This study has several limitations. Our model assumes that both natural and vaccine-acquired immunity will last for at least 1 year. We do not yet know how long immunity against SARS-CoV-2 will last. There is some evidence that neutralizing antibodies become undetectable a few weeks following infection (31), although it is unclear how this correlates with immunity. If immunity were short-lived, then these results would only be applicable for that duration. Furthermore, we assumed that asymptomatic and symptomatic infections would confer equal immunity. However, it is conceivable that asymptomatic infections might result in a weaker immune response (32). We chose four metrics of disease burden to minimize. However, other metrics, such as minimization of asymptomatic infections, or a combination of all of these metrics might be the key to stop the spread of the epidemic. We have identified optimal allocation strategies, and once more information about a vaccine characteristics is known, validating our allocation strategies with more complex models is welcome. To avoid confounding effects from different interventions, we optimized vaccine allocation assuming no social distancing interventions in place. In reality, vaccination, at least at the beginning, would take place while some social distancing interventions remain in effect. Under those circumstances, we would need less vaccine to control the epidemic. In that sense, our results are conservative. To keep the optimization from being unreasonably long, our model assumes that vaccination is given all at once and does not capture geographical differences or other heterogeneities.

We used mortality and hospitalization rates published by Ferguson et al. (12) that were based on the epidemic in Wuhan, China, but these rates may vary vastly in different regions. In particular, it is now known that certain underlying conditions (e.g., obesity, diabetes, and heart disease) are important risk factors for developing severe COVID-19 hospitalization and death. As the population makeup of individuals with underlying conditions can be very different in different countries, it is then key to determine region-based estimates of COVID-19–related hospitalizations and deaths, so that models can be adequately parameterized. Furthermore, we compared modeled peak hospitalizations to current state goals for hospital bed occupancy, but it is possible that a lower VE or a lower vaccination coverage could achieve the same goals, because deterministic models tend to overestimate the transmission dynamics. We computed the optimal allocation strategies using age as the sole risk factor. However, other factors, such as occupation, have been linked to an increased risk of acquisition and severe disease (33, 34). Furthermore, several studies (35, 36) have shown that, as a result of health systems with systemic health and social inequalities, people from racial and ethnic minority groups are at increased risk of getting sick and dying from COVID-19 in certain countries. These are crucial considerations that will be included in further studies and can point toward who, within a given age group, should get the vaccine first. We believe that these results can provide a quantification of the effectiveness of different allocation scenarios under four metrics of disease burden and can be used as an evidence-based guidance to vaccine prioritization.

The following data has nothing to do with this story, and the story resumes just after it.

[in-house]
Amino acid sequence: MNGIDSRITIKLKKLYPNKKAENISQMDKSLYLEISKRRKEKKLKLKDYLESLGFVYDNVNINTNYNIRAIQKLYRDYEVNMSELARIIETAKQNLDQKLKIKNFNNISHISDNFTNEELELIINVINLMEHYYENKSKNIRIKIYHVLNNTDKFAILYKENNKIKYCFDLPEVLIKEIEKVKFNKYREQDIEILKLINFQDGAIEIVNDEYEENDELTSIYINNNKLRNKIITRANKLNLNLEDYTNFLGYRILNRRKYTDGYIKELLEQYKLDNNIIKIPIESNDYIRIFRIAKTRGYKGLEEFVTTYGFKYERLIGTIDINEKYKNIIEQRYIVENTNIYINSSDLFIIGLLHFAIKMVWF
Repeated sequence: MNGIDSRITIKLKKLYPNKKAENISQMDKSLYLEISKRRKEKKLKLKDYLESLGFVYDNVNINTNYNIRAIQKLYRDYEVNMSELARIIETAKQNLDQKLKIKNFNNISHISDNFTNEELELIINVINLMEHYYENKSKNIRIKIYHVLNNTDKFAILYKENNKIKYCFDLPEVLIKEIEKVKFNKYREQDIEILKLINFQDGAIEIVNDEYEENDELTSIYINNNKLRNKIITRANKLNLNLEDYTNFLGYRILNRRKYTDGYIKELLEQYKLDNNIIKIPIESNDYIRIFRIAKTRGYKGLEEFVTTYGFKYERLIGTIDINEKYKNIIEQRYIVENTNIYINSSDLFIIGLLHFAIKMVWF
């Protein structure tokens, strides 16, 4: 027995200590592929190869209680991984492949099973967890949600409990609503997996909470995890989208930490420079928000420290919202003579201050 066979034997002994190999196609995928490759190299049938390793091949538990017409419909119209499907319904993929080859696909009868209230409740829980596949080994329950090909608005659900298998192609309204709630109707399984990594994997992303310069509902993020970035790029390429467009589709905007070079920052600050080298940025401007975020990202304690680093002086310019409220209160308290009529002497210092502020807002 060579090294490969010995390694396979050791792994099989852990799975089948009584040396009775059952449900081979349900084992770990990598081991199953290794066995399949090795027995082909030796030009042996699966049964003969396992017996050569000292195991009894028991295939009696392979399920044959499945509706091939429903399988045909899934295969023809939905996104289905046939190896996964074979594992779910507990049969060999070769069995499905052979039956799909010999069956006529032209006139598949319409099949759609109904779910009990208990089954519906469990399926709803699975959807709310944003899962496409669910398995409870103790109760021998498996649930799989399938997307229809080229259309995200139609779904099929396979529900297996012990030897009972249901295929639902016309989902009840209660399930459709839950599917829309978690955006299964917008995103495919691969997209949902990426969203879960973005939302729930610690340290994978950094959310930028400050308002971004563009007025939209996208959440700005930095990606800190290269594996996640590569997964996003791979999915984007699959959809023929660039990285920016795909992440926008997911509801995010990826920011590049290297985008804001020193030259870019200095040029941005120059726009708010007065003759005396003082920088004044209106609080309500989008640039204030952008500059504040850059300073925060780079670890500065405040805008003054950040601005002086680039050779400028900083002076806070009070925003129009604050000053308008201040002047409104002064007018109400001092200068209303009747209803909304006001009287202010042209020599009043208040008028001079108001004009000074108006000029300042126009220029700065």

SUPPLEMENTARY MATERIALS

Supplementary material for this article is available at http://advances.sciencemag.org/cgi/content/full/7/6/eabf1374/DC1

https://creativecommons.org/licenses/by-nc/4.0/

This is an open-access article distributed under the terms of the Creative Commons Attribution-NonCommercial license, which permits use, distribution, and reproduction in any medium, so long as the resultant use is not for commercial advantage and provided the original work is properly cited.

REFERENCES AND NOTES

Acknowledgments: L.M. acknowledges M. Moore for helpful discussions regarding the model structure and B. E. McGough for help with cluster computing. Funding: This work was supported by the National Institute of Allergy and Infectious Diseases, 1 UM1 AI148684-01 (L.M., T.L., and E.R.B.). Scientific Computing Infrastructure at Fred Hutchinson Cancer Research Center was funded by NIH ORIP grant S10OD028685. Author contributions: L.M. and E.R.B. conceived the study. L.M. developed the model. L.M. and J.E. wrote the optimization algorithms. L.M. and T.L. analyzed the data. L.M. produced the first draft of the manuscript. All authors contributed to the final draft. Competing interests: The authors declare that they have no competing interests. Data and materials availability: All data needed to evaluate the conclusions in the paper are present in the paper and/or the Supplementary Materials. Code is available at https://github.com/lulelita/vaccine_optimization. Additional data related to this paper may be requested from the authors.